Bhutto's lethal welcome confirms nightmare
Analysts feel that Friday's carnage has proved that a power-sharing deal between the two leaders may only serve to energise the militants, incensed by her backing for the general.world Updated: Oct 19, 2007 11:51 IST
Benazir Bhutto's return to Pakistan was always going to be fraught with risk. In the event, it took just hours for the nightmares of her Pakistani supporters and US backers to materialise.
Though the former prime minister herself escaped unharmed, more than 100 people were killed and twice as many wounded as a suspected suicide bomber struck her homecoming parade through Karachi streets thronging with vast crowds.
Washington hopes Bhutto's return after eight years of self-imposed exile can help stabilise the world's only nuclear-armed Islamic state and shore up President Pervez Musharraf as he faces a rising Al-Qaeda and Taliban tide.
But the worst-case scenario, highlighted by Friday's carnage, is that a prospective power-sharing deal between the two leaders may only serve to energise the militants, incensed by her backing for the general who took power in a 1999 coup.
"Even before Benazir got to Pakistan, we had said this is a very ill-thought-out deal between Musharraf and Benazir Bhutto," said M.J. Gohel, head of the Asia-Pacific Foundation think-tank in London.
"We said that the people who've supported this deal in the West have not fully understood the internal dynamics of that country, and someone is going to get killed."
Bashir Riaz, a Bhutto spokesman in London, told Reuters: "This is very, very disturbing ... There was a danger, but we didn't know it would materialise on such an extensive scale."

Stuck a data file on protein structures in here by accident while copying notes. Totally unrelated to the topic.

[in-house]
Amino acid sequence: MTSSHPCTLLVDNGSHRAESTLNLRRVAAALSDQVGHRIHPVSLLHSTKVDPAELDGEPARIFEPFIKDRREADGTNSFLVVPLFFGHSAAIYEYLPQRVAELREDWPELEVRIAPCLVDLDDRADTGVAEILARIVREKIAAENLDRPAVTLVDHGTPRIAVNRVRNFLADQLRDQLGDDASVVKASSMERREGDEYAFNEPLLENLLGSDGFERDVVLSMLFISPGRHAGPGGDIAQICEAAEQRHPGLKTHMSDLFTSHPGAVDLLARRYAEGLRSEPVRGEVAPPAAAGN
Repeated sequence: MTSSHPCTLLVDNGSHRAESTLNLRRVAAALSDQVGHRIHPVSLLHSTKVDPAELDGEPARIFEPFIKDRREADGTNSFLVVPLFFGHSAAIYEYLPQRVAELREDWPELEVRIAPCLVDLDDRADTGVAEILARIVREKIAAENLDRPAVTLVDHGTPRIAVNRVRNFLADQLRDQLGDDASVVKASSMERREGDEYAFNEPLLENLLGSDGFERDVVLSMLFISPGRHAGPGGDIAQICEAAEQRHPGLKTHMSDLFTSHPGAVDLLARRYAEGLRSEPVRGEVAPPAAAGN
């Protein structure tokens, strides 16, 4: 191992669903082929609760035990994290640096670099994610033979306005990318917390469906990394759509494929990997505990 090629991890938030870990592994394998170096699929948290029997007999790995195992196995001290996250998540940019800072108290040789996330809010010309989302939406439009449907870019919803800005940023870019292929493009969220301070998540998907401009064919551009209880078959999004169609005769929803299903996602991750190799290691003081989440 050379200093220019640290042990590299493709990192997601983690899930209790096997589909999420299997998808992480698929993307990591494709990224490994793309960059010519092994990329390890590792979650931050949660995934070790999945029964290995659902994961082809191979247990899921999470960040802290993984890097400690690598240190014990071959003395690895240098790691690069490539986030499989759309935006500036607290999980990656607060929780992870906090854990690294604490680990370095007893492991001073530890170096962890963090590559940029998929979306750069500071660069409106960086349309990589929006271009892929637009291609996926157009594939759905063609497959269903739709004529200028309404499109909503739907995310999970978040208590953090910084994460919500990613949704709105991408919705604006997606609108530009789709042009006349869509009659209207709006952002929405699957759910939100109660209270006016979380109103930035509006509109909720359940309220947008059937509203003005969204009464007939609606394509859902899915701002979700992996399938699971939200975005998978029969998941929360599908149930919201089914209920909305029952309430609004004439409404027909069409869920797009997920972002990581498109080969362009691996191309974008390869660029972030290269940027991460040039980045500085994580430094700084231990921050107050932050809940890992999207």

He said Bhutto was likely to hold meetings with leaders of her Pakistan People's Party to decide her next move, but he expected her to press on with her campaign for parliamentary elections.
"She is there to lead the party in the general election. I think these things will not deter her. She is a determined person and a very courageous lady," Riaz said.
He said it was "not proper" to speculate on who was behind the attack: "There are so many enemies, political and non-political. One cannot point the finger at this stage."
One Pakistani official had told Reuters on the eve of Bhutto's return there were intelligence reports that three different groups linked to al Qaeda and the Taliban were planning suicide attacks against her.
Analyst Gohel said other groups could also be in the frame. "Karachi is a hotbed of sectarian killings and other extremist radical elements," he said.
Bhutto announced the date and place of her return from exile weeks ago, giving her enemies ample time to prepare one of the worst blasts in the country's history, despite the presence of some 20,000 security personnel at the procession.
At a meeting of her party in London two weeks ago, the two-times prime minister had spoken to reporters at length about rising militancy in Pakistan and said she feared there could be violence in the streets.
But in a column published in The Times on the day of her return, she declared: "I will not be intimidated ... Despite threats of death, I will not acquiesce to tyranny, but rather lead the fight against it."